You spin me right ’round, baby

Favorite records are like assholes: everyone has one. But it’s a rare person who knows exactly why a record is his or her favorite. In the case of the four writers who read their work at Powell’s this past Monday, the "why" is everything.

The 33 1/3 series, published by Continuum, features various critics, musicians and writers who pick their favorite albums and write about them any way they want. The novella-length books can be fiction, memoir, criticism, whatever. It’s all up to the writer.

The first to read Monday night was Michaelangelo Matos, the music editor for the Seattle Weekly. Prince’s Sign O’ the Times was Matos’ chosen album and, sure enough, his prose was so packed with musical minutiae that he often stumbled over his words and had to take a few deep breaths between sections. Not only did I learn about Prince’s musical alter ego Camille and how she was created, but in a discussion about Prince’s influence on trip-hop Matos managed to mention that DJ Shadow’s debut album Endtroducing was recorded with only an 8-track and a sampler.

Colin Meloy, better known as the lead singer for the band The Decemberists, and sounding like a punk-literate David Sedaris, read from his memoir inspired by the Replacements’ Let It Be. The section he read concerned his attempts as a middle-schooler to ingratiate himself into his school’s skater/punk crowd.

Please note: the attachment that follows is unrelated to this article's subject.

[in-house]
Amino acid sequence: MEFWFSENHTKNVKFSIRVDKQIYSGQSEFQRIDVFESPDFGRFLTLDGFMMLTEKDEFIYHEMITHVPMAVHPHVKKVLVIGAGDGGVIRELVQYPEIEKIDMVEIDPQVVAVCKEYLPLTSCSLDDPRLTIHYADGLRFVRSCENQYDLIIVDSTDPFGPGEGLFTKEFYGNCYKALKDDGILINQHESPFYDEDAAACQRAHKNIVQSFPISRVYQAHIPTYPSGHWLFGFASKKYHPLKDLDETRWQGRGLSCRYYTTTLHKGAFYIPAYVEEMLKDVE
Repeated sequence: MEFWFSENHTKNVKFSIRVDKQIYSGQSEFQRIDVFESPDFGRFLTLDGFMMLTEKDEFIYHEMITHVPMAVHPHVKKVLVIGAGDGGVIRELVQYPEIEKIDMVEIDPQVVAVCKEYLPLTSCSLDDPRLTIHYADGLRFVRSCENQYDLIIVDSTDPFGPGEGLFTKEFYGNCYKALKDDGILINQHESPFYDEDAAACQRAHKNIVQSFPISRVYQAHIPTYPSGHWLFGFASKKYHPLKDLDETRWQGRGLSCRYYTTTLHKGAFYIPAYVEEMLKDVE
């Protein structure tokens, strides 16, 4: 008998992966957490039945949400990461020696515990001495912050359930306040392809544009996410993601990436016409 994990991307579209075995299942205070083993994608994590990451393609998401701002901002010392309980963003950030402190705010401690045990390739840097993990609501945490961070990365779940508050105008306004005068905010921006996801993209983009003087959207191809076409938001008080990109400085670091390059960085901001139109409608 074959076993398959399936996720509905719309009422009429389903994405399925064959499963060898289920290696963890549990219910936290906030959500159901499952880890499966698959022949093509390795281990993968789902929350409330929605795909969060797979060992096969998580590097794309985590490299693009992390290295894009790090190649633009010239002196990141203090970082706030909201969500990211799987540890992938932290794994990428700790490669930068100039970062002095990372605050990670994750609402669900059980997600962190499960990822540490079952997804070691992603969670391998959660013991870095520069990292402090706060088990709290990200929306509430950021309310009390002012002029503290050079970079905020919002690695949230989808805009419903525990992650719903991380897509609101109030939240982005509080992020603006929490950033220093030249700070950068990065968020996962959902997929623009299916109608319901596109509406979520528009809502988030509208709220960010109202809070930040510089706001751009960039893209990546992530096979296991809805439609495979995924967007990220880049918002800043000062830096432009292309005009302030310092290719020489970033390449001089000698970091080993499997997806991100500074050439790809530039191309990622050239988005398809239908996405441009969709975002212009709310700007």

Next came Douglas Wolk, who read from his book on James Brown’s Live at the Apollo, deftly using a CD player to play-call-and-response with his writing. When Wolk mentioned the chilly weather in Harlem the night of the concert, on cue James Brown screamed, "It’s cold outside!"

Finally, Michael McGonigal read from his forthcoming book on My Bloody Valentine’s Loveless, relating his excruciating yet enlightening experience of the band’s notorious freak-out in D, wherein they played the D-chord over and over with amps as high as they could go, until the sound resembled, as McGonigal said, "a jet engine."

During the Q & A session after the reading, all of the writers admitted that while the albums they had chosen were certainly among their favorites, there were certain records they loved that they couldn’t imagine taking apart or critiquing. Van Morrison’s Astral Weeks was at the top of most of their lists as one record that’s almost impossible to dissect. All of the writers also explained that they couldn’t imagine listening to the albums they wrote about until at least a couple years had passed, teaching us that if a record is your all-time desert island favorite, you might be better off writing about your second favorite album.